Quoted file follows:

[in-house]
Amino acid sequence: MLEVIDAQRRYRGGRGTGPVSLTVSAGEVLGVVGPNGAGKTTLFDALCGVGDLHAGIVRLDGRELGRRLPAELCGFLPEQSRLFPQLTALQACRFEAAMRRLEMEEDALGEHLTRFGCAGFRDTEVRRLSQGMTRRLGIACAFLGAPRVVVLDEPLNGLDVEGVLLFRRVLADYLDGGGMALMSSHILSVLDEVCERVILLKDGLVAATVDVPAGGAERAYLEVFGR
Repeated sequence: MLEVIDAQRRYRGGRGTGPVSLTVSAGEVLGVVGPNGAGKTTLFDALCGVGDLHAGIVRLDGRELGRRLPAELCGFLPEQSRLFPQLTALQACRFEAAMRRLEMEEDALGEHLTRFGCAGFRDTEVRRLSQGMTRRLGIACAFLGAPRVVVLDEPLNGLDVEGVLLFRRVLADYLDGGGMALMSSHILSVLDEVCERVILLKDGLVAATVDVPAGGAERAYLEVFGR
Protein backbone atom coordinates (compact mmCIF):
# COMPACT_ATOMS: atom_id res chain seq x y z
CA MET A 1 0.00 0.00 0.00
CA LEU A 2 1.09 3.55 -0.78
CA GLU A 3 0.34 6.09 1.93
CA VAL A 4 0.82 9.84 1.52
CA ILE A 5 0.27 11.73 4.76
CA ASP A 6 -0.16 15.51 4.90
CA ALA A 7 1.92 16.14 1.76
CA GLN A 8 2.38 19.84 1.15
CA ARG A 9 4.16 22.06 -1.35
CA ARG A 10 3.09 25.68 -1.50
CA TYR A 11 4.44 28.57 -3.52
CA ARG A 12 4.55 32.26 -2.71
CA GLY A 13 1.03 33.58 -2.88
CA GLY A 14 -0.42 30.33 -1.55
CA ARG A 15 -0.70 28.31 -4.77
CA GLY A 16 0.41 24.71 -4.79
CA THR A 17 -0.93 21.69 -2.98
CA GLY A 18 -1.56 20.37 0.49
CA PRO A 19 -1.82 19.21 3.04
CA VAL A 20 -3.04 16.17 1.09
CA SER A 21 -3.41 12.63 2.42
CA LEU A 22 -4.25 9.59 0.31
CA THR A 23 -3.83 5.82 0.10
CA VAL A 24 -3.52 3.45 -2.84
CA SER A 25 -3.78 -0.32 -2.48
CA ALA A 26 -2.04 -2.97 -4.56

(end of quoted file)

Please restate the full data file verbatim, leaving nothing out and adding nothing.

[in-house]
Amino acid sequence: MLEVIDAQRRYRGGRGTGPVSLTVSAGEVLGVVGPNGAGKTTLFDALCGVGDLHAGIVRLDGRELGRRLPAELCGFLPEQSRLFPQLTALQACRFEAAMRRLEMEEDALGEHLTRFGCAGFRDTEVRRLSQGMTRRLGIACAFLGAPRVVVLDEPLNGLDVEGVLLFRRVLADYLDGGGMALMSSHILSVLDEVCERVILLKDGLVAATVDVPAGGAERAYLEVFGR
Repeated sequence: MLEVIDAQRRYRGGRGTGPVSLTVSAGEVLGVVGPNGAGKTTLFDALCGVGDLHAGIVRLDGRELGRRLPAELCGFLPEQSRLFPQLTALQACRFEAAMRRLEMEEDALGEHLTRFGCAGFRDTEVRRLSQGMTRRLGIACAFLGAPRVVVLDEPLNGLDVEGVLLFRRVLADYLDGGGMALMSSHILSVLDEVCERVILLKDGLVAATVDVPAGGAERAYLEVFGR
Protein backbone atom coordinates (compact mmCIF):
# COMPACT_ATOMS: atom_id res chain seq x y z
CA MET A 1 0.00 0.00 0.00
CA LEU A 2 1.09 3.55 -0.78
CA GLU A 3 0.34 6.09 1.93
CA VAL A 4 0.82 9.84 1.52
CA ILE A 5 0.27 11.73 4.76
CA ASP A 6 -0.16 15.51 4.90
CA ALA A 7 1.92 16.14 1.76
CA GLN A 8 2.38 19.84 1.15
CA ARG A 9 4.16 22.06 -1.35
CA ARG A 10 3.09 25.68 -1.50
CA TYR A 11 4.44 28.57 -3.52
CA ARG A 12 4.55 32.26 -2.71
CA GLY A 13 1.03 33.58 -2.88
CA GLY A 14 -0.42 30.33 -1.55
CA ARG A 15 -0.70 28.31 -4.77
CA GLY A 16 0.41 24.71 -4.79
CA THR A 17 -0.93 21.69 -2.98
CA GLY A 18 -1.56 20.37 0.49
CA PRO A 19 -1.82 19.21 3.04
CA VAL A 20 -3.04 16.17 1.09
CA SER A 21 -3.41 12.63 2.42
CA LEU A 22 -4.25 9.59 0.31
CA THR A 23 -3.83 5.82 0.10
CA VAL A 24 -3.52 3.45 -2.84
CA SER A 25 -3.78 -0.32 -2.48
CA ALA A 26 -2.04 -2.97 -4.56